Here’s a question I often hear from people interested in writing a novel: I can’t come up with an outline. What should I do?
You may have heard of “pantsers” vs. “outliners.” Let’s talk about this.
The term pantser derives from “flying by the seat of the pants.” Pantsers jump into their stories without outlining in advance, completely caught up in the characters and unconcerned (at first) about the plot. For a pantser, the experience of writing is one of immersion in a fictional world. The plot reveals itself along the way.
For a pantser, trying to outline up front would only bring on discouragement and a sense of futility. But once the first draft is done, outlining can be helpful because an outline will identify tangents or redundancies that need to be trimmed or plotholes that require new pages.
Outliners plan ahead. They can’t imagine sitting down to write a book without having an idea of where the story begins and ends. Outliners take courage in knowing the bones of a novel before they begin to flesh it out.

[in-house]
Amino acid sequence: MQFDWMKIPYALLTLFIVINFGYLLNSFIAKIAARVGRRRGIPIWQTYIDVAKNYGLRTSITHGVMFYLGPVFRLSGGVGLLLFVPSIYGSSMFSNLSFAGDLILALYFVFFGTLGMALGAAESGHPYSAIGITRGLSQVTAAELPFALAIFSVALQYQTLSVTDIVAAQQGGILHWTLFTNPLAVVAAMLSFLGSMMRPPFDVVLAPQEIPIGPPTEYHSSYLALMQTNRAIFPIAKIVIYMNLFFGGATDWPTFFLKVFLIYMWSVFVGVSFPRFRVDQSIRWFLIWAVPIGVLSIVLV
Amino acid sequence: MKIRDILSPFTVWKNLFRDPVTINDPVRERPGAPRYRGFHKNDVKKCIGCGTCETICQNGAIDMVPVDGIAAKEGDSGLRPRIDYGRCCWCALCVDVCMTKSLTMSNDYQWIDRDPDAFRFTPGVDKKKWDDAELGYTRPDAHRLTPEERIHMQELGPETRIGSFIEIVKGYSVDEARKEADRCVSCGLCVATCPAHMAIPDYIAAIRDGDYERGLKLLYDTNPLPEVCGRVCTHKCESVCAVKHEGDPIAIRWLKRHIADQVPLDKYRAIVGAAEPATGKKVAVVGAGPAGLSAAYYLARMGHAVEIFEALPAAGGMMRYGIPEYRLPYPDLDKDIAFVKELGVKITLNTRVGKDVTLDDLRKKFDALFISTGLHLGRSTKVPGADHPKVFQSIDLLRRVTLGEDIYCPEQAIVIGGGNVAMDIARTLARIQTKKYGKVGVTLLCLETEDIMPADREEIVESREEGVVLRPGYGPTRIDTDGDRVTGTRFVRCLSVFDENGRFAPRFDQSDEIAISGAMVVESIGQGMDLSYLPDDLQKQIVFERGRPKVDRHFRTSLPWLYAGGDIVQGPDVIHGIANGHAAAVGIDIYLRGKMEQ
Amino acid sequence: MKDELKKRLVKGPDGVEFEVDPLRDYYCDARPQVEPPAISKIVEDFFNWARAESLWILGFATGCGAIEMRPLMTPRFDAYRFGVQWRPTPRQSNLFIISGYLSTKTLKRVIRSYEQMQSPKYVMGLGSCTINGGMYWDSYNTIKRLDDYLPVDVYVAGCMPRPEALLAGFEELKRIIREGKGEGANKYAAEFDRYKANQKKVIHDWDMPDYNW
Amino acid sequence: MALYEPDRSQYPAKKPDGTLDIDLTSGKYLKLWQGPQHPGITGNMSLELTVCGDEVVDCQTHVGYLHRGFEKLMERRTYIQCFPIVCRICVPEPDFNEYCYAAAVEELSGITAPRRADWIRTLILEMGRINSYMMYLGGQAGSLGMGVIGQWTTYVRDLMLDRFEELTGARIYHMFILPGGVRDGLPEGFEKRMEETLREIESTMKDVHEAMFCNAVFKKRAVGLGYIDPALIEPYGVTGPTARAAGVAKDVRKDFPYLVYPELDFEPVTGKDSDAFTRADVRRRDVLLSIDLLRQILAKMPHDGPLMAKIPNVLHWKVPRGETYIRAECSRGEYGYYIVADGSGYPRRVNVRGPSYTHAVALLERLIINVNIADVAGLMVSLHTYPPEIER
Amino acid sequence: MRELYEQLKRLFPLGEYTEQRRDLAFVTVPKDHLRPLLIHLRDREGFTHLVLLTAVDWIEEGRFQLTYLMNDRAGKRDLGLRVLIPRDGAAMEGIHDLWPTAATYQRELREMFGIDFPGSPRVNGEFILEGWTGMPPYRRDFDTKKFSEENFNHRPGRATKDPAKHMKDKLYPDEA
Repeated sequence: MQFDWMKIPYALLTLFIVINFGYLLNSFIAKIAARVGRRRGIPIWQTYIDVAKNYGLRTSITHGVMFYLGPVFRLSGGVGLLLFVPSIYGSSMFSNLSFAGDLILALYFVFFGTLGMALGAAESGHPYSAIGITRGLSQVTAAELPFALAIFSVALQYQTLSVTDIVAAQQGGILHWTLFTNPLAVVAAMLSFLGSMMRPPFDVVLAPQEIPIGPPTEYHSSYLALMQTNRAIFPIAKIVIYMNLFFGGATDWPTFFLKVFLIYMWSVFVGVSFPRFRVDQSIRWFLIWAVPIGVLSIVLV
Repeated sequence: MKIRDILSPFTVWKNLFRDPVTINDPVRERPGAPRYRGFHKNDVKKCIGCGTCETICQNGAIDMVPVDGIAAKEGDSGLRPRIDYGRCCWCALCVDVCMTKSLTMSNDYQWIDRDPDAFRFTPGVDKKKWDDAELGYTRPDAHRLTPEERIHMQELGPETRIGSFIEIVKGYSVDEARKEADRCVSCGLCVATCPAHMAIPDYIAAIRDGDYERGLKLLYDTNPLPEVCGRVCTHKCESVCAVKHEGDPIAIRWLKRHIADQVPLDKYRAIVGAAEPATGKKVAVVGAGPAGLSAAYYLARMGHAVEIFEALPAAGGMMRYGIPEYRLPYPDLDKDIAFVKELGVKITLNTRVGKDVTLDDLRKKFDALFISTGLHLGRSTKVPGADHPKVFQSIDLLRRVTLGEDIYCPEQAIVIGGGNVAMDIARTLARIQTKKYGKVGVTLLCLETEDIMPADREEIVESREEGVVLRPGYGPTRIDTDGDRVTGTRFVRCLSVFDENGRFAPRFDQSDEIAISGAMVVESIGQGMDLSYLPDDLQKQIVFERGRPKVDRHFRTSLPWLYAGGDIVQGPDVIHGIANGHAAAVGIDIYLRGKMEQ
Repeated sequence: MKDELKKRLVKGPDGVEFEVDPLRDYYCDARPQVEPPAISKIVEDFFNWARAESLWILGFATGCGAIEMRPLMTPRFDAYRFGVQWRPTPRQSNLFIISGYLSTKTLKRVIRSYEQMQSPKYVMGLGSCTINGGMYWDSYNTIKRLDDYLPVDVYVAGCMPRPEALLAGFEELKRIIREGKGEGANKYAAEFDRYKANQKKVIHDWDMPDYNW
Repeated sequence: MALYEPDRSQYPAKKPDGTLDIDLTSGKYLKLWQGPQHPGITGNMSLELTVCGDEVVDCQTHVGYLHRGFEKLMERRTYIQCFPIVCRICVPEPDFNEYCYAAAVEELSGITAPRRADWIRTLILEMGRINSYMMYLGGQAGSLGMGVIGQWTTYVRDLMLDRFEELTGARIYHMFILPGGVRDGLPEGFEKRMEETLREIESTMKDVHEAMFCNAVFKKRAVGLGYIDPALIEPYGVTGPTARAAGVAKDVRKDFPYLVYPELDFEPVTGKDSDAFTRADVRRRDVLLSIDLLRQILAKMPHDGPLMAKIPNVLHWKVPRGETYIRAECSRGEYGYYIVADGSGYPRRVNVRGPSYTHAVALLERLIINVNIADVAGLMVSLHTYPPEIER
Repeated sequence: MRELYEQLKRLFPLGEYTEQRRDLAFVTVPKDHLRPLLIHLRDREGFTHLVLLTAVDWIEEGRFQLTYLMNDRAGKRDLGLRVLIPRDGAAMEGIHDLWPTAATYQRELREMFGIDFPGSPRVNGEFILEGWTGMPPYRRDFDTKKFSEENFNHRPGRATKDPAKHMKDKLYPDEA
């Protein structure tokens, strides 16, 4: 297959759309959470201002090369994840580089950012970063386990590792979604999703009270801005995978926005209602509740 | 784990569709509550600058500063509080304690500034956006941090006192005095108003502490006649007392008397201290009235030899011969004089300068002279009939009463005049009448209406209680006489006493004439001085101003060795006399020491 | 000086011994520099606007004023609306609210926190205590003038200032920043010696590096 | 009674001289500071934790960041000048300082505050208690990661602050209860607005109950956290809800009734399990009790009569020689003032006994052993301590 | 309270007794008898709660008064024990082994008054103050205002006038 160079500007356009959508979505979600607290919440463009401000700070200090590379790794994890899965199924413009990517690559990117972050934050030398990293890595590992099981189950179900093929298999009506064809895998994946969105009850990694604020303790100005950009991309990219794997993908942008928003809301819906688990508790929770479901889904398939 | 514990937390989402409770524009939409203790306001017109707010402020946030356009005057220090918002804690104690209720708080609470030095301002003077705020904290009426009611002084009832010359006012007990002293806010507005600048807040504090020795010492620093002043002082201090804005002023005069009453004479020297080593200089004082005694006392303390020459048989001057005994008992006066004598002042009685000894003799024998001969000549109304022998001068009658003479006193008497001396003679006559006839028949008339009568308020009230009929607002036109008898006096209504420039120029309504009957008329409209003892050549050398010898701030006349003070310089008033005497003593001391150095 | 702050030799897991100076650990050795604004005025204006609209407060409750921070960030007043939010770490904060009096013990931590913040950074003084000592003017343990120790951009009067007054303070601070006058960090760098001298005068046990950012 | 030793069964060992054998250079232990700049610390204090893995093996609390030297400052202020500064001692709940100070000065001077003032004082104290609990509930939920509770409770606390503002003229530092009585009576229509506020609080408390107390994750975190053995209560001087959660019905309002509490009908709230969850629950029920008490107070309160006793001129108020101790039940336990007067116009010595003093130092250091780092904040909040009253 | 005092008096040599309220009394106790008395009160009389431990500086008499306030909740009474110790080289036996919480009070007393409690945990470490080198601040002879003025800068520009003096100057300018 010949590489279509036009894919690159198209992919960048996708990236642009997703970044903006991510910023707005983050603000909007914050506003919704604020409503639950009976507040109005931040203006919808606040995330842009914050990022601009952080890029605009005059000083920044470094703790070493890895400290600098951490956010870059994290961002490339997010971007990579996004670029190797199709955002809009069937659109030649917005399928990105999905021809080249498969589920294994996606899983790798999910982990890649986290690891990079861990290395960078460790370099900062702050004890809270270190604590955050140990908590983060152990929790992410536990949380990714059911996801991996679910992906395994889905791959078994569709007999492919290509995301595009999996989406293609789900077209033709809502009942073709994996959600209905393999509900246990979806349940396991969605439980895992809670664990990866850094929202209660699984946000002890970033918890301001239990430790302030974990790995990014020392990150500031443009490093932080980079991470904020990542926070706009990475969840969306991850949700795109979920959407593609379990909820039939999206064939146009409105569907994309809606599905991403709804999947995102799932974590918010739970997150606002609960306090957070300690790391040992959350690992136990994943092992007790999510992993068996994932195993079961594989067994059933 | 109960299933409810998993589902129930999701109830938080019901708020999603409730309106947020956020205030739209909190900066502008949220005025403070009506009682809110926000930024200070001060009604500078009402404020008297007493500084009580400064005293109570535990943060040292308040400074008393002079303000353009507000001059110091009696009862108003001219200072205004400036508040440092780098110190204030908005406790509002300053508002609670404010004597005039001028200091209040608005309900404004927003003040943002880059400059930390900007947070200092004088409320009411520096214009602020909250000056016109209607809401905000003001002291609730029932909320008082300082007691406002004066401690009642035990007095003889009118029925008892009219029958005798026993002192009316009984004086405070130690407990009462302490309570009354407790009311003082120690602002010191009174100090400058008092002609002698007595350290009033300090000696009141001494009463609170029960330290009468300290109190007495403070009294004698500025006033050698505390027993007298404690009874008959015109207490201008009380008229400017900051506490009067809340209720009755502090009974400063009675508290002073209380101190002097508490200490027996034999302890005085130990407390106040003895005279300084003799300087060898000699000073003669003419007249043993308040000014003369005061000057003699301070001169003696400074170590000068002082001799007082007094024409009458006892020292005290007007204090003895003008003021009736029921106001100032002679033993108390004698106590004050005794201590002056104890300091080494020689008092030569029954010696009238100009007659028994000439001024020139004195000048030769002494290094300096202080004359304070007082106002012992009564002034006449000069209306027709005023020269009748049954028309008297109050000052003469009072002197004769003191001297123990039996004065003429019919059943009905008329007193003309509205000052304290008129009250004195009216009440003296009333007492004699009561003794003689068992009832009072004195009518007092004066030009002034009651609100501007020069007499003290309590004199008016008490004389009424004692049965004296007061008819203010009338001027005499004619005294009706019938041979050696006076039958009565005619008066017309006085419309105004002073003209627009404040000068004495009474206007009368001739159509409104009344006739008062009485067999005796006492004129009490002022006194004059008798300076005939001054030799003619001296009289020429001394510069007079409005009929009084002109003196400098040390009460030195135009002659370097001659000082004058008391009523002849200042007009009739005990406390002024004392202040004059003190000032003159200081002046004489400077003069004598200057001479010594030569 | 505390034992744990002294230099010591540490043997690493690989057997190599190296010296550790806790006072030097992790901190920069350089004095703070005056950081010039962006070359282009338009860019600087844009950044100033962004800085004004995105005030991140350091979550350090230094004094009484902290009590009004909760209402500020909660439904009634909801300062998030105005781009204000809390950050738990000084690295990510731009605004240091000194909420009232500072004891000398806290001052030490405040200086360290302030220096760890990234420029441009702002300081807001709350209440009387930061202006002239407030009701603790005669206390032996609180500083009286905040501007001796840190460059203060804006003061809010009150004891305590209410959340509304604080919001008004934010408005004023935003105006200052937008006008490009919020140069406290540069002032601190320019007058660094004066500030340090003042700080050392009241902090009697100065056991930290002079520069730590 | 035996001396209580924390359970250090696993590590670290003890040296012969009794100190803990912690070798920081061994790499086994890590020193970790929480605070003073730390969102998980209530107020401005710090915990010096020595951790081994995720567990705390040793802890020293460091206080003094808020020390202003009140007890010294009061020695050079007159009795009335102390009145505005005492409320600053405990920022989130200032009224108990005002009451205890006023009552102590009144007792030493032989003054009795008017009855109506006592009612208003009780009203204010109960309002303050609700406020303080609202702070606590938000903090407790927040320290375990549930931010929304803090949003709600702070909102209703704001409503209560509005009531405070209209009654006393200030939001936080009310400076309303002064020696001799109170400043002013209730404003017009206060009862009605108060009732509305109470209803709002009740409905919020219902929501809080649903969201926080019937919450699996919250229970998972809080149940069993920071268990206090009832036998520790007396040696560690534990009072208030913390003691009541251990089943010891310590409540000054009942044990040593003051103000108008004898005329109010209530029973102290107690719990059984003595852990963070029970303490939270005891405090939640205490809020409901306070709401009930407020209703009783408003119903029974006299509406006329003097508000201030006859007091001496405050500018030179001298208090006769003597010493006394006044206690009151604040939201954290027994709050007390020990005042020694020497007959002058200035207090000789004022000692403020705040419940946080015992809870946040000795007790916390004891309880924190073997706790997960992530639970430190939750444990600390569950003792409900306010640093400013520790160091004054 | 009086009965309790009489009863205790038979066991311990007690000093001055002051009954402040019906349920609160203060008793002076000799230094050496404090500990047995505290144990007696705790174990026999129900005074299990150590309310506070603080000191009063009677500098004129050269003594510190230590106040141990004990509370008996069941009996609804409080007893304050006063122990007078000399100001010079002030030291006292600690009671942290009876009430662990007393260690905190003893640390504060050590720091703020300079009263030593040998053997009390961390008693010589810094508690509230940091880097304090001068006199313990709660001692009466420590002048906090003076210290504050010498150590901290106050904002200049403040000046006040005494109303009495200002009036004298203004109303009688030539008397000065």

Often, outliners aren't attached to specifics, adapting well when characters change and grow and events take new turns as they write. But to an outliner, plunging in with no sense of direction would only bring on discouragement and overwhelming doubts.
So it’s helpful to know whether you’re a pantser or an outliner. When you understand your style, you’ll quit thinking you “should” be approaching things another way. All approaches are valid so long as they get you to write!
Finding what works best for you is the big golden key. This seems to be true for everything from diets to exercising to picking out shoes, so it’s no surprise that writers often need to experiment before discovering what will help them get ‘er done!
Wishing you well on your quest,